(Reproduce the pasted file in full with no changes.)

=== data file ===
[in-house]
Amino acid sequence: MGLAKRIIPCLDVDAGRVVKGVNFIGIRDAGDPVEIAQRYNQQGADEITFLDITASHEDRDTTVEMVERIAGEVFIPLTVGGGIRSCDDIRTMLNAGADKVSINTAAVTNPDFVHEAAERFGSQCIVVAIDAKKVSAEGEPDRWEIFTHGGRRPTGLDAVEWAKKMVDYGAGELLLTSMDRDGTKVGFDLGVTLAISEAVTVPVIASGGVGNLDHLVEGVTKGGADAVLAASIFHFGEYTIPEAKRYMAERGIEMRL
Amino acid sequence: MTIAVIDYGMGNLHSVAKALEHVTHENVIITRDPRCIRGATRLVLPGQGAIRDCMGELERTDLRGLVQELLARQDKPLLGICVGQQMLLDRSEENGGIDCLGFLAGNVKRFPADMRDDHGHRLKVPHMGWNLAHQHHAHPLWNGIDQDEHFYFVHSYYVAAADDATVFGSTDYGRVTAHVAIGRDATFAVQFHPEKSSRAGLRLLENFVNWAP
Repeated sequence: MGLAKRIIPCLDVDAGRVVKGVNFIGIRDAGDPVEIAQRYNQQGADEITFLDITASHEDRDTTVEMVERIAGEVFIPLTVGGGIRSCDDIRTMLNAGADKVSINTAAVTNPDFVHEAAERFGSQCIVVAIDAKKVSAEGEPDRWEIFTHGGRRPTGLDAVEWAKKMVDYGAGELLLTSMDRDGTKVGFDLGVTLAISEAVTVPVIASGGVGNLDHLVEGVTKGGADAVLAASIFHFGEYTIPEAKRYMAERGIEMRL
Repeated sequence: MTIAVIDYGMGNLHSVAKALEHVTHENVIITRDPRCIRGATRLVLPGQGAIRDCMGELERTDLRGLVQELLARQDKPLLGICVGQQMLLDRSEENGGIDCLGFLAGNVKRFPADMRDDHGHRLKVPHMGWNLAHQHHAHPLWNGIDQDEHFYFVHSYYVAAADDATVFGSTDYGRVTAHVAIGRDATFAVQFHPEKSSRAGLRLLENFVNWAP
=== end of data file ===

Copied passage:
[in-house]
Amino acid sequence: MGLAKRIIPCLDVDAGRVVKGVNFIGIRDAGDPVEIAQRYNQQGADEITFLDITASHEDRDTTVEMVERIAGEVFIPLTVGGGIRSCDDIRTMLNAGADKVSINTAAVTNPDFVHEAAERFGSQCIVVAIDAKKVSAEGEPDRWEIFTHGGRRPTGLDAVEWAKKMVDYGAGELLLTSMDRDGTKVGFDLGVTLAISEAVTVPVIASGGVGNLDHLVEGVTKGGADAVLAASIFHFGEYTIPEAKRYMAERGIEMRL
Amino acid sequence: MTIAVIDYGMGNLHSVAKALEHVTHENVIITRDPRCIRGATRLVLPGQGAIRDCMGELERTDLRGLVQELLARQDKPLLGICVGQQMLLDRSEENGGIDCLGFLAGNVKRFPADMRDDHGHRLKVPHMGWNLAHQHHAHPLWNGIDQDEHFYFVHSYYVAAADDATVFGSTDYGRVTAHVAIGRDATFAVQFHPEKSSRAGLRLLENFVNWAP
Repeated sequence: MGLAKRIIPCLDVDAGRVVKGVNFIGIRDAGDPVEIAQRYNQQGADEITFLDITASHEDRDTTVEMVERIAGEVFIPLTVGGGIRSCDDIRTMLNAGADKVSINTAAVTNPDFVHEAAERFGSQCIVVAIDAKKVSAEGEPDRWEIFTHGGRRPTGLDAVEWAKKMVDYGAGELLLTSMDRDGTKVGFDLGVTLAISEAVTVPVIASGGVGNLDHLVEGVTKGGADAVLAASIFHFGEYTIPEAKRYMAERGIEMRL
Repeated sequence: MTIAVIDYGMGNLHSVAKALEHVTHENVIITRDPRCIRGATRLVLPGQGAIRDCMGELERTDLRGLVQELLARQDKPLLGICVGQQMLLDRSEENGGIDCLGFLAGNVKRFPADMRDDHGHRLKVPHMGWNLAHQHHAHPLWNGIDQDEHFYFVHSYYVAAADDATVFGSTDYGRVTAHVAIGRDATFAVQFHPEKSSRAGLRLLENFVNWAP